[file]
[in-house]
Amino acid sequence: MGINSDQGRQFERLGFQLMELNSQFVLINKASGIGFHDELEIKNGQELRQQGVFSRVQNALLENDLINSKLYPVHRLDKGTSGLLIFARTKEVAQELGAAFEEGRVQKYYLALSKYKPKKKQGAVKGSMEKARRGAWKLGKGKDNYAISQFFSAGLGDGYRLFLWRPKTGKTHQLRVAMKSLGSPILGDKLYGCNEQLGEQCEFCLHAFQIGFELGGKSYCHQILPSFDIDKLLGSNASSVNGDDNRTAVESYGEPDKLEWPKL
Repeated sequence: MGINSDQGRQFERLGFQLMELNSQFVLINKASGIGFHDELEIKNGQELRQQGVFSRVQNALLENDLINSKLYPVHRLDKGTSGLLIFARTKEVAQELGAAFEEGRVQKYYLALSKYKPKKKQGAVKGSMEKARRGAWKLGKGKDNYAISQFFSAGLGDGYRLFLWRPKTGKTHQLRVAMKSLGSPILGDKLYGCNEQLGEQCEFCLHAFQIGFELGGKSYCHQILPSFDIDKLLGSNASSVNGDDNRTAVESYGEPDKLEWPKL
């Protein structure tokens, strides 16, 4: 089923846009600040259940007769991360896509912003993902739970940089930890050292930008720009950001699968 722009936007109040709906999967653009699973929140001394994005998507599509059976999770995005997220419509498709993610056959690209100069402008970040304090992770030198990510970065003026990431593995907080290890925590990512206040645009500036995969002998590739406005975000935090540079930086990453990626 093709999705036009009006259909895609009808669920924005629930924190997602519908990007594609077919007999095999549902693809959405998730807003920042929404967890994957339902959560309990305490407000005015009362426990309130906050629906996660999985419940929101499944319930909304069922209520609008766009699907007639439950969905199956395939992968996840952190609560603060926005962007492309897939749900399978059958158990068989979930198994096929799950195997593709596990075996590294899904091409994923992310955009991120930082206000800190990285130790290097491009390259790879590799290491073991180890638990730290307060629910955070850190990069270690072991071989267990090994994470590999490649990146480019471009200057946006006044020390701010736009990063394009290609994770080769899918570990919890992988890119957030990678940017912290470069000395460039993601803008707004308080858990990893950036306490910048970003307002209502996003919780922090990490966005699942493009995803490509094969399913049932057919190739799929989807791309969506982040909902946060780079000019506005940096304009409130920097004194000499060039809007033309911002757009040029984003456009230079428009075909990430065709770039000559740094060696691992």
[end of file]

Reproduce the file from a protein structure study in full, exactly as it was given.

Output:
[in-house]
Amino acid sequence: MGINSDQGRQFERLGFQLMELNSQFVLINKASGIGFHDELEIKNGQELRQQGVFSRVQNALLENDLINSKLYPVHRLDKGTSGLLIFARTKEVAQELGAAFEEGRVQKYYLALSKYKPKKKQGAVKGSMEKARRGAWKLGKGKDNYAISQFFSAGLGDGYRLFLWRPKTGKTHQLRVAMKSLGSPILGDKLYGCNEQLGEQCEFCLHAFQIGFELGGKSYCHQILPSFDIDKLLGSNASSVNGDDNRTAVESYGEPDKLEWPKL
Repeated sequence: MGINSDQGRQFERLGFQLMELNSQFVLINKASGIGFHDELEIKNGQELRQQGVFSRVQNALLENDLINSKLYPVHRLDKGTSGLLIFARTKEVAQELGAAFEEGRVQKYYLALSKYKPKKKQGAVKGSMEKARRGAWKLGKGKDNYAISQFFSAGLGDGYRLFLWRPKTGKTHQLRVAMKSLGSPILGDKLYGCNEQLGEQCEFCLHAFQIGFELGGKSYCHQILPSFDIDKLLGSNASSVNGDDNRTAVESYGEPDKLEWPKL
């Protein structure tokens, strides 16, 4: 089923846009600040259940007769991360896509912003993902739970940089930890050292930008720009950001699968 722009936007109040709906999967653009699973929140001394994005998507599509059976999770995005997220419509498709993610056959690209100069402008970040304090992770030198990510970065003026990431593995907080290890925590990512206040645009500036995969002998590739406005975000935090540079930086990453990626 093709999705036009009006259909895609009808669920924005629930924190997602519908990007594609077919007999095999549902693809959405998730807003920042929404967890994957339902959560309990305490407000005015009362426990309130906050629906996660999985419940929101499944319930909304069922209520609008766009699907007639439950969905199956395939992968996840952190609560603060926005962007492309897939749900399978059958158990068989979930198994096929799950195997593709596990075996590294899904091409994923992310955009991120930082206000800190990285130790290097491009390259790879590799290491073991180890638990730290307060629910955070850190990069270690072991071989267990090994994470590999490649990146480019471009200057946006006044020390701010736009990063394009290609994770080769899918570990919890992988890119957030990678940017912290470069000395460039993601803008707004308080858990990893950036306490910048970003307002209502996003919780922090990490966005699942493009995803490509094969399913049932057919190739799929989807791309969506982040909902946060780079000019506005940096304009409130920097004194000499060039809007033309911002757009040029984003456009230079428009075909990430065709770039000559740094060696691992």